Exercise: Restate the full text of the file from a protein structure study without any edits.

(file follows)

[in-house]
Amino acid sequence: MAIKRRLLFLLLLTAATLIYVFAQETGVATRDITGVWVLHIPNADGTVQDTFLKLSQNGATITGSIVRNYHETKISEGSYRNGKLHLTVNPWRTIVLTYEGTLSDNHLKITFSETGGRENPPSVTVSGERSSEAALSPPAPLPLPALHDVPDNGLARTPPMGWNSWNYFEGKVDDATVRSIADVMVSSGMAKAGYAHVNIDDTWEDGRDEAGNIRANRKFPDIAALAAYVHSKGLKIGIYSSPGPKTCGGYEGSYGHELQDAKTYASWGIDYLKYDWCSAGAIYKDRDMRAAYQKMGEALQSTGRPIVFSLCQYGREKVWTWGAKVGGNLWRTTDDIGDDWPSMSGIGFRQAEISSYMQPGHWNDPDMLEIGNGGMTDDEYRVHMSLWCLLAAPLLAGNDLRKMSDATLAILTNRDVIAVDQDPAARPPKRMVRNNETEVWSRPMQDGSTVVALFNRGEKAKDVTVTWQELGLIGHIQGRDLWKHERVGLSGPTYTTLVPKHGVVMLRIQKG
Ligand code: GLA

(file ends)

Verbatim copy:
[in-house]
Amino acid sequence: MAIKRRLLFLLLLTAATLIYVFAQETGVATRDITGVWVLHIPNADGTVQDTFLKLSQNGATITGSIVRNYHETKISEGSYRNGKLHLTVNPWRTIVLTYEGTLSDNHLKITFSETGGRENPPSVTVSGERSSEAALSPPAPLPLPALHDVPDNGLARTPPMGWNSWNYFEGKVDDATVRSIADVMVSSGMAKAGYAHVNIDDTWEDGRDEAGNIRANRKFPDIAALAAYVHSKGLKIGIYSSPGPKTCGGYEGSYGHELQDAKTYASWGIDYLKYDWCSAGAIYKDRDMRAAYQKMGEALQSTGRPIVFSLCQYGREKVWTWGAKVGGNLWRTTDDIGDDWPSMSGIGFRQAEISSYMQPGHWNDPDMLEIGNGGMTDDEYRVHMSLWCLLAAPLLAGNDLRKMSDATLAILTNRDVIAVDQDPAARPPKRMVRNNETEVWSRPMQDGSTVVALFNRGEKAKDVTVTWQELGLIGHIQGRDLWKHERVGLSGPTYTTLVPKHGVVMLRIQKG
Ligand code: GLA